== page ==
Forget spooky looking contact lenses causing their share of problems and infections this Halloween; eyeball tattooing is now trending and its complications are terrifying eye care professionals year-round.

Eyeball tattooing involves injecting a colored ink between the two outermost layers of the eye. Multiple injections of the ink are needed to in order to change the whites of the eyes to a completely different color. Bright orange, purple, green, red and even jet black are just some of the hues partakers of this trend are choosing to don in order to permanently change their eyeball color from white to wacky.

As one can imagine, some pretty gruesome complications can arise due to mistakes made while administering these injections. Additionally, inflammation and infection can also crop up secondary to this procedure and can cause major, and possibly permanent, vision problems.

First let’s talk about the anatomy of the eye and how it makes these injections possible.

Dissecting the Anatomy

The sclera is what we think of as the “whites” of the eyes. However, many do not realize that there is another, clear thin membrane that covers the sclera called the conjunctiva. You can think of the conjunctiva almost as “saran wrap” encapsulating the sclera. Normally only blood vessels and serous fluid reside between these two layers so our eyes appear shiny and white but there are a few exceptions of other substances that can accumulate between them. Blood, in the case of a subconjunctival hemorrhage, melanin pigment, in the case of a birthmark or freckle, and bilirubin, in the case of jaundice, can all accumulate between the two layers of the eye and change the whites of the eyes to red, spotted brown or yellow respectively.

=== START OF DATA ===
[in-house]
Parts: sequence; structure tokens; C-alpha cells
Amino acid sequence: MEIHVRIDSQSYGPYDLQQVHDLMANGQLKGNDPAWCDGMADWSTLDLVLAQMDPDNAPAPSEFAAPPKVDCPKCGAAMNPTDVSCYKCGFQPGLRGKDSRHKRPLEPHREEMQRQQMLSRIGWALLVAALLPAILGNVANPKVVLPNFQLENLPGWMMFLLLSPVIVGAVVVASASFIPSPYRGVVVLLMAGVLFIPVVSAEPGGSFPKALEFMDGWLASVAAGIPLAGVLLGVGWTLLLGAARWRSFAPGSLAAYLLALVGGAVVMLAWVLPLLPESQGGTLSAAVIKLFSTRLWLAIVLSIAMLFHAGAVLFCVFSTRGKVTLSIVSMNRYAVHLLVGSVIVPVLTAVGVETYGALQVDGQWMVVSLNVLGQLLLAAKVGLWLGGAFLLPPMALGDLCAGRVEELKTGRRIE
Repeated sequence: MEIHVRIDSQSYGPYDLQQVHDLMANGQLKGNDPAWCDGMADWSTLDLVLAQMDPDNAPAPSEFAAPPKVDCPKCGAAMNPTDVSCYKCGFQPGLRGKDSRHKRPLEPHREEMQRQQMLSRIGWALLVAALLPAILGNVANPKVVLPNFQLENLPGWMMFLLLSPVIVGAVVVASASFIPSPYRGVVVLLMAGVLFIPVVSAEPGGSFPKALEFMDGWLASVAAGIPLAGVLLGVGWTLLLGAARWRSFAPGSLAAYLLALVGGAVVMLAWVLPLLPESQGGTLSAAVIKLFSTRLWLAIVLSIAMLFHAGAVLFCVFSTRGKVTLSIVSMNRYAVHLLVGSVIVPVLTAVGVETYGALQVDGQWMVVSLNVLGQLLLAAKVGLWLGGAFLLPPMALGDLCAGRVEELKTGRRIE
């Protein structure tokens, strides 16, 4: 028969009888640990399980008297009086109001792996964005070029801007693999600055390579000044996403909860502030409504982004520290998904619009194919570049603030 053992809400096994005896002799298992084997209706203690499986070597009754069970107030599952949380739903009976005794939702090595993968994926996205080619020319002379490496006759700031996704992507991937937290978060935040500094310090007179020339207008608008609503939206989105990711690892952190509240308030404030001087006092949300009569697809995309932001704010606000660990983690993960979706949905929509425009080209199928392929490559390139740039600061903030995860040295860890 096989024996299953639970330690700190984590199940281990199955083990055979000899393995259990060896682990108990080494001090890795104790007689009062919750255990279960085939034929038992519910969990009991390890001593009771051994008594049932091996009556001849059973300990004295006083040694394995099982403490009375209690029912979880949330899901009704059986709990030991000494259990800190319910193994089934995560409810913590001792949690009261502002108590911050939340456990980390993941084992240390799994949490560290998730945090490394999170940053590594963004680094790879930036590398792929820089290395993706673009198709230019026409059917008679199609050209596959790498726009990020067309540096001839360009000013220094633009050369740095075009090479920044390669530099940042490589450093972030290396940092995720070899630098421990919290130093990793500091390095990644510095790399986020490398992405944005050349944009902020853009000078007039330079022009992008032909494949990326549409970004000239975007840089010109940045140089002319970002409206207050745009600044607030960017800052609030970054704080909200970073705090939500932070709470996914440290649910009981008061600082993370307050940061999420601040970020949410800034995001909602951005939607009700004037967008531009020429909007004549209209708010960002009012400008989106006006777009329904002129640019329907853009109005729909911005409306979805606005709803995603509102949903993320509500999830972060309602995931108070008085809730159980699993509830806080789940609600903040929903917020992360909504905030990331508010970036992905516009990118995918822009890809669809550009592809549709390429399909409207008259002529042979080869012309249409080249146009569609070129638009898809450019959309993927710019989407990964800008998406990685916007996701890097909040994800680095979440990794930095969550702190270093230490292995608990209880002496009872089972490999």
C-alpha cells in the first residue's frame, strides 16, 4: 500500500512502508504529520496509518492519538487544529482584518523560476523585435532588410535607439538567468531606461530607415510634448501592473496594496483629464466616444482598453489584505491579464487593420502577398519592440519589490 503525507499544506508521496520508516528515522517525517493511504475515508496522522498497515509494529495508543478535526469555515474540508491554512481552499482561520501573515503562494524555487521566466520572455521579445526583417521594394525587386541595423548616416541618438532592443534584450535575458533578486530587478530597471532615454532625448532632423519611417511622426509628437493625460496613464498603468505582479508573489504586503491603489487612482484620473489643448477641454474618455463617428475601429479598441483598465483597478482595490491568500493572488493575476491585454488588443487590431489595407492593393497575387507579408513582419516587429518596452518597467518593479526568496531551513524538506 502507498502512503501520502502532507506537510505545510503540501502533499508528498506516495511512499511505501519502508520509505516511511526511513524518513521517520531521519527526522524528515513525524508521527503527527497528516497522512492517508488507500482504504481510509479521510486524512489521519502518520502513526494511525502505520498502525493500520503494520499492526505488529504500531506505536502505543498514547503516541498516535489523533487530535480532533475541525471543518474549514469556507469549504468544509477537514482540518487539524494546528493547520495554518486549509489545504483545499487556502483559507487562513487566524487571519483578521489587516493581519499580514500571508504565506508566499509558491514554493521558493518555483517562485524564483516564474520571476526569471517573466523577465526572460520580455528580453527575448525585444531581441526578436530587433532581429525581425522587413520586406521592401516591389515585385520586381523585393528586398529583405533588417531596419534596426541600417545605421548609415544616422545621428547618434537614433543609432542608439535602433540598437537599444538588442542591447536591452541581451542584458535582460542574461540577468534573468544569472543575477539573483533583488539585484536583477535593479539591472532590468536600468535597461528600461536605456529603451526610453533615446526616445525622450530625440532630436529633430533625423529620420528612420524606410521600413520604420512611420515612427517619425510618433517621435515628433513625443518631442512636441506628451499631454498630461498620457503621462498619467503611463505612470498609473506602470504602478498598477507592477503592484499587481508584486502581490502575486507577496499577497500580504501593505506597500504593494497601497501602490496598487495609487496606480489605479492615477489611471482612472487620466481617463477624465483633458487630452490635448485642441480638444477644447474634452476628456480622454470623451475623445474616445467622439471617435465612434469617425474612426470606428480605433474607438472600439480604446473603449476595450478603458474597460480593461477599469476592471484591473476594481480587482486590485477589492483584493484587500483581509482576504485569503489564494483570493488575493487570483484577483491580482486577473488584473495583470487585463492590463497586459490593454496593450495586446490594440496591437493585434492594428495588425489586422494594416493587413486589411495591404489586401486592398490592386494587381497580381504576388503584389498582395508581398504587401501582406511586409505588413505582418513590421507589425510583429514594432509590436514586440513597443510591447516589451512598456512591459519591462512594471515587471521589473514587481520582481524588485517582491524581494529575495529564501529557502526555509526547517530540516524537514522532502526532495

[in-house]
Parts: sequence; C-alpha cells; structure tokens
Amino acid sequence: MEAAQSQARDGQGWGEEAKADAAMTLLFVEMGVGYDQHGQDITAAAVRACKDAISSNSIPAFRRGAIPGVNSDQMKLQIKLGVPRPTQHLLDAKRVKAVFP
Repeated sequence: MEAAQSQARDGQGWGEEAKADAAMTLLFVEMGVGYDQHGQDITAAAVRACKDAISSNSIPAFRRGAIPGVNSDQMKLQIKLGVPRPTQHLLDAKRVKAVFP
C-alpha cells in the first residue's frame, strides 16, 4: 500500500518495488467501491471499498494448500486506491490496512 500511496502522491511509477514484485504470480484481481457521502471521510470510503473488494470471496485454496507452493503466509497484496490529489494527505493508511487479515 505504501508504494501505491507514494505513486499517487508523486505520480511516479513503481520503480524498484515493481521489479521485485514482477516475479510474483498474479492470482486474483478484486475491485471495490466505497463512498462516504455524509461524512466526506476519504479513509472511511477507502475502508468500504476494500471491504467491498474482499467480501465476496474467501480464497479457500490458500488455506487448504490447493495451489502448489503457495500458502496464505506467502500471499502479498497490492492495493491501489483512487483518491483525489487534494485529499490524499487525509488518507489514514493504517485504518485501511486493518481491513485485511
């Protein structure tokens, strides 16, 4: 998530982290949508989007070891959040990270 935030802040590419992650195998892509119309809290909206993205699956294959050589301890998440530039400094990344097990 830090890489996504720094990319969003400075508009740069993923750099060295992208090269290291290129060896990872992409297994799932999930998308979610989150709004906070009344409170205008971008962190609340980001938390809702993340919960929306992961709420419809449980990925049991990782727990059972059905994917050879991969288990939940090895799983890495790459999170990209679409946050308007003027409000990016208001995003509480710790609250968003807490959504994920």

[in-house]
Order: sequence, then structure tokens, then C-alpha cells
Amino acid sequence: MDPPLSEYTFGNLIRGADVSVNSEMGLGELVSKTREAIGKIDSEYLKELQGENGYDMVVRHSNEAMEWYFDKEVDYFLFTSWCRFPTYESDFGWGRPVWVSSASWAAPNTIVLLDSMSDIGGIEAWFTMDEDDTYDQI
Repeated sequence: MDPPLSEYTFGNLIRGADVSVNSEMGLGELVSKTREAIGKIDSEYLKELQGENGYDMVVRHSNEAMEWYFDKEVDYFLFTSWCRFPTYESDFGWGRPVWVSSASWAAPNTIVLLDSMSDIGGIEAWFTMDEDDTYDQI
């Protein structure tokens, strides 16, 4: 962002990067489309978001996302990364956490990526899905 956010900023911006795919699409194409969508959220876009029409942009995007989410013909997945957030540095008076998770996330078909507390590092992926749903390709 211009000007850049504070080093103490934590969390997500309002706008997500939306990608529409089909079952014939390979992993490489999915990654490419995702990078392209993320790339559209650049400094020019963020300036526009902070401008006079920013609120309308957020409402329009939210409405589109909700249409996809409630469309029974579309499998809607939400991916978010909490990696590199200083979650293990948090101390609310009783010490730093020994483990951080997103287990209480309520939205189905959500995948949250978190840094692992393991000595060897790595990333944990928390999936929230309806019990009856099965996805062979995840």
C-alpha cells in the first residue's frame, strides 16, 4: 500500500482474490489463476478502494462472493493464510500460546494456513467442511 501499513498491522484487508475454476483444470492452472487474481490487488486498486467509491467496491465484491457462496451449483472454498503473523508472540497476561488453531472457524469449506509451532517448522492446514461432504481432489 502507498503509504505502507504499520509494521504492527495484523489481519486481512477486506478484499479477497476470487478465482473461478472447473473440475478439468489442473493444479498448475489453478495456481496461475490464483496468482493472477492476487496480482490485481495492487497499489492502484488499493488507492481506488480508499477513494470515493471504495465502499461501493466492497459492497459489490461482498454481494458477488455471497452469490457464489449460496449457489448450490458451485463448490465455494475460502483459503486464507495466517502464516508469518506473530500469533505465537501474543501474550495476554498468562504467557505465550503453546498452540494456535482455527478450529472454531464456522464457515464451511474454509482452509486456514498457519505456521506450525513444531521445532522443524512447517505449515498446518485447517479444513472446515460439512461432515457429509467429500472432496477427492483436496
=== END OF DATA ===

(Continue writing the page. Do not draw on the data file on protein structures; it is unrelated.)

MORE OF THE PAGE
Credit: Cheryl G. Murphy

But consciously choosing to change the whites of the eyes to a frightful, fluorescent pink? A supernatural neon green? Or a bloodcurdling, fire-engine red?

“Cool!” you might say. “Why not?”

Well, there are a lot of reasons why not. The eyes are amazing organs but in some ways they are delicate and not as resilient as the skin when it comes to tattooing.

Pain, Perforation, Inflammation, Oh My!

Many things can go wrong with the process of eyeball tattooing. In the case of a young woman from Ottawa who wanted to change her scleral color to light purple, the body modification artist she chose made the mistake of not diluting the ink before he injected it. He also used the wrong sized needle. That led to complications including a tear in the conjunctival tissue which allowed the ink to slowly seep out. The woman suffered for weeks with eye pain and blurry, sometimes doubled, vision. She shared her story along with a picture of her crying a purple tear and it went viral. She hoped to educate others on complications that can occur from this procedure and wanted to warn them that if they are going to do it, they need to make sure the person performing it knows what they are doing.

Credit: Cheryl G. Murphy